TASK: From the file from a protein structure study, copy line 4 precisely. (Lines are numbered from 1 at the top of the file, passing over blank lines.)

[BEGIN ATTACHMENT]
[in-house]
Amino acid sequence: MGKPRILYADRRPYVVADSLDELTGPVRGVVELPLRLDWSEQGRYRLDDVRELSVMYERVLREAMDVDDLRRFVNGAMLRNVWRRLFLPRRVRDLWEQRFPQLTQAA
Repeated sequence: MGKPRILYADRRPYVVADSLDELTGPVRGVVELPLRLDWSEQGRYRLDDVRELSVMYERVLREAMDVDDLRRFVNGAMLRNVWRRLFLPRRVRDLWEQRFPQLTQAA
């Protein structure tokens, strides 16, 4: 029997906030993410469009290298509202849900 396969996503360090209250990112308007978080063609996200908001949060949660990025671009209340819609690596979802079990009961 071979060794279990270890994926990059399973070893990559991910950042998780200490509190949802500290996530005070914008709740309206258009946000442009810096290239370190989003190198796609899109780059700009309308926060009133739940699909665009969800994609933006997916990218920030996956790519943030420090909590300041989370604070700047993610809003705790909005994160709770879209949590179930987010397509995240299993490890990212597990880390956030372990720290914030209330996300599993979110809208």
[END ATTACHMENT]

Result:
């Protein structure tokens, strides 16, 4: 029997906030993410469009290298509202849900 396969996503360090209250990112308007978080063609996200908001949060949660990025671009209340819609690596979802079990009961 071979060794279990270890994926990059399973070893990559991910950042998780200490509190949802500290996530005070914008709740309206258009946000442009810096290239370190989003190198796609899109780059700009309308926060009133739940699909665009969800994609933006997916990218920030996956790519943030420090909590300041989370604070700047993610809003705790909005994160709770879209949590179930987010397509995240299993490890990212597990880390956030372990720290914030209330996300599993979110809208």